EXPERIENCE ROCK HISTORY!
BIG BROTHER and the HOLDING COMPANY with JANIS JOPLIN – CHEAP THRILLS – 1968
Back in the ’60s, there were many things that qualified as “cheap thrills”. History has proven that it was the best economic times in U.S. history and it was also the high-point for all things Pop-Culture, therefore we wuz havin’ a groovy time!
In 1968, the cost of everything from 33 cents a gallon gas to 18 cent McDonald’s hamburgers matched the average wages so that even us teenagers could own a car; I bought a ’51 Buick for $33.00 and had the transmission re-sealed for $66.00, and since it was one of the first automatic transmissions, a straight eight, it needed “grape juice” constantly – so for $100.00 I had cool transportation! And while still in high school with a part-time job; I could date, buy weed, food and gas and purchase concert tickets that were usually $3.50 to $7.50!
We could get away with all kinds of shenanigans that would get us arrested today AND there was no politically correct “laws” in effect. So, it seemed as though nearly all of our “thrills” were relatively “cheap”. However, we weren’t rich, it was just that the cost of living was such that our minimum wage jobs could afford us to live nicely within our means – plus we were way under the radar – the law had no idea yet as to what we were up to – see or read Hunter S. Thompson’s, “Fear and Loathing in Las Vegas”; the part on the D.A.’s Convention on Narcotics and Dangerous Drugs.
While enjoying our freedom the landmark album “Cheap Thrills” was released; one listen to this album let all of us Hippies know immediately what generations would come to know; the force of nature that was Janis.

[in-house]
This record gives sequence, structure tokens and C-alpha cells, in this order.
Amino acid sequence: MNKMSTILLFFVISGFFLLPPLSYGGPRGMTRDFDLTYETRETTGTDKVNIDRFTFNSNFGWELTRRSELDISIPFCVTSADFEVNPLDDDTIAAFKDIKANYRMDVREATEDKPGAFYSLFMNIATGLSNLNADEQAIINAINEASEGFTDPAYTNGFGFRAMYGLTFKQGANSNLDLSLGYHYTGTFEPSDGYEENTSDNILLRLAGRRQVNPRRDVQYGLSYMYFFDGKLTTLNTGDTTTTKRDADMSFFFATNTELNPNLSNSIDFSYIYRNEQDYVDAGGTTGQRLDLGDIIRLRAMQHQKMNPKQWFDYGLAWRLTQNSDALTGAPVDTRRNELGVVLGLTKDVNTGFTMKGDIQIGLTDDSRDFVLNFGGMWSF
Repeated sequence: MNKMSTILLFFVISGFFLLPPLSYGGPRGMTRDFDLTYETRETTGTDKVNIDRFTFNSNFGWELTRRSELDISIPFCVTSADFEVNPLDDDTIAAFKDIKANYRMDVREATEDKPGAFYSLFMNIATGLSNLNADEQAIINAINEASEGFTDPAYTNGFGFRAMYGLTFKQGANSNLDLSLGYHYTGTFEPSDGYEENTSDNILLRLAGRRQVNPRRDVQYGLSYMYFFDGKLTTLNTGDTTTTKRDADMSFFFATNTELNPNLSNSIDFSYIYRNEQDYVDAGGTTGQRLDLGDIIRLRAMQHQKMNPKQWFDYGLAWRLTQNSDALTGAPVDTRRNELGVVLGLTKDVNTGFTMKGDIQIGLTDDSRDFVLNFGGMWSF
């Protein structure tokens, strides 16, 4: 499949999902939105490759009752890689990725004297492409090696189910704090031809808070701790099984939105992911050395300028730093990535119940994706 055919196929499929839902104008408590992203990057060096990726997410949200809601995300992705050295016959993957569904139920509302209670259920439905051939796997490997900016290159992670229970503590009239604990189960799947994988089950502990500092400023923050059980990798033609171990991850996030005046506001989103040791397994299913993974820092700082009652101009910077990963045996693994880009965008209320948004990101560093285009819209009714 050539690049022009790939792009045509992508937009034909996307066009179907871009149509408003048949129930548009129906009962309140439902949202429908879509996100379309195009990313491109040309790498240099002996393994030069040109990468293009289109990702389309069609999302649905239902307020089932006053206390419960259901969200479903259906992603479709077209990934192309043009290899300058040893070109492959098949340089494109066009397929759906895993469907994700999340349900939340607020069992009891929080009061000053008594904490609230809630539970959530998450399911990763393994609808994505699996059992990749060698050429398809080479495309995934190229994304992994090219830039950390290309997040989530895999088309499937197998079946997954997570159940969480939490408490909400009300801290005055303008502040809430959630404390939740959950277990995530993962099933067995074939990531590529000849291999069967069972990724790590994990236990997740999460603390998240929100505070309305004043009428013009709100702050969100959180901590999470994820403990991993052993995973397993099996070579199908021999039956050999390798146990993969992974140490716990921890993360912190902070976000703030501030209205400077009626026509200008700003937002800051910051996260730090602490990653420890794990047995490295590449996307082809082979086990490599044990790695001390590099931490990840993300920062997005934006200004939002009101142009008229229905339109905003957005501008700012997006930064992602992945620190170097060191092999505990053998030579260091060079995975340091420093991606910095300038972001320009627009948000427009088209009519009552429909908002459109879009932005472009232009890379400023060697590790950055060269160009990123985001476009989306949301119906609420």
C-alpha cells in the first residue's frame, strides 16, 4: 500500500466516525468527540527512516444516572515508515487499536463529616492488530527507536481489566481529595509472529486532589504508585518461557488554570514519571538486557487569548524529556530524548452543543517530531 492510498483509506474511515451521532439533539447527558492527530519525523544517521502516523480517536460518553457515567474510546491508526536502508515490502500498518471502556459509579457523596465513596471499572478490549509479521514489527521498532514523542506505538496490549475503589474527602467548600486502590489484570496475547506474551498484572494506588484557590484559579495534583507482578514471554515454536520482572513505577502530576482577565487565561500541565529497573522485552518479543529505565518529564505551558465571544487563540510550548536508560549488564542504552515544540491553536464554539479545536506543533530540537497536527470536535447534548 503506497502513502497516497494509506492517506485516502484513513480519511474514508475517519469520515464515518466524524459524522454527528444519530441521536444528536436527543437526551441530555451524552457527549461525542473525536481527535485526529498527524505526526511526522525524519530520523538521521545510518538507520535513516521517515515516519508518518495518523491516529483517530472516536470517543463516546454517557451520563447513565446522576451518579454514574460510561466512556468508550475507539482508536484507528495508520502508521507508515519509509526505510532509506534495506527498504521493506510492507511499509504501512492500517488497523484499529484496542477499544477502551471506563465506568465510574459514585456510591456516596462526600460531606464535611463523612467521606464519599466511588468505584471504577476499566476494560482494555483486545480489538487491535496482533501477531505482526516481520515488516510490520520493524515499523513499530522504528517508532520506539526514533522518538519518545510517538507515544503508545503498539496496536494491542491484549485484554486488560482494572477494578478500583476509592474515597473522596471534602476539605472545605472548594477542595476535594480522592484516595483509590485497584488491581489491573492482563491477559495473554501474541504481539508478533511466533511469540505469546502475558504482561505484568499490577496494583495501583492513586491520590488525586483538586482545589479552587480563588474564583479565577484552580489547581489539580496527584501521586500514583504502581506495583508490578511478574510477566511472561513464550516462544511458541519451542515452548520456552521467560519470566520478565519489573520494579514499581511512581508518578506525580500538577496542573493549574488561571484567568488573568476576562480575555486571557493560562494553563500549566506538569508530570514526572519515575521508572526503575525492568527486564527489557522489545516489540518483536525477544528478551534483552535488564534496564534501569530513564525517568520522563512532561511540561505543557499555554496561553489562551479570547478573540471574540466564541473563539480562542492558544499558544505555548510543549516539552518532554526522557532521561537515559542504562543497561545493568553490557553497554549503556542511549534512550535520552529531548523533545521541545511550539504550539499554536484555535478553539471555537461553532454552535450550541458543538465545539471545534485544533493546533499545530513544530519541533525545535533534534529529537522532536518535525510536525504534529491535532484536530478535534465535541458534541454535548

This album has always been a huge favorite of mine but for more reasons than the obvious. At the time of its release we were absolutely soaking in the Counter Culture and all it had to offer; our attitudes and views had changed from the way we had been raised, our clothes were colorful, our hair was long, we were exploring sex freely, we were aware politically and we were becoming aware spiritually. Mind-expanding drugs certainly opened the door to a new world of thought and beliefs, but what was really spurning us on to higher levels of expanded consciousness was the music. Through the lyrics and songs we were becoming individuals and at the same time united like no generation in history. Cheap Thrills showed us the joy of music and the deep feelings that touched us from a voice that we had never heard before – but that we knew intuitively represented us.
Janis was the real deal, she was open, honest, brave, opinionated, and represented all that our culture held true. Her voice was raw with emotion and she was unafraid to bare her vulnerabilities. And that was her legacy.
Almost all singers are just that, singers, and the few that do touch us seem as though they perfected their style through years of practice, which is true – but Janis was born to sing the blues and born to Rock and her voice was unrehearsed, untrained – she was a natural gift for a generation who was “getting back to nature” and needed to see and hear the truth of what we stood for – honest passionate emotion.
People and critics have given Big Brother and the Holding Company a bad rap for being a “raw” band and not refined – uh, that’s called a garage band – and think of all the garage bands that started out that way! Hell, the whole ’90’s “Grunge”-era was based on Big Brother’s sound! The fact that they could deliver such a powerful and very, very cool sound was fine by all of us – and as far as I’m concerned Janis never sounded better than with Big Brother – all her other later bands were refined and I didn’t care much for them at all.
With Cheap Thrills we get just that, Janis at her best with a band at its rawest best which is why this is considered the classic it is – it represents exactly the way we all felt; new, adventurous and unafraid to be who we were and to explore life uninhibited, spontaneous and unrefined.
The excitement of this album begins immediately with the live sounds of movement on the stage and Bill Graham’s announcement, “Four gentlemen and one great, great broad, Big Brother and the Holding Company” which then explodes into “Combination of the Two” – and the rest is history.
I was very fortunate to see JANIS and BIG BROTHER at the HOLLYWOOD BOWL on 9-6-68
for a review of that concert with Iron Butterfly; click on the LP’s back cover below.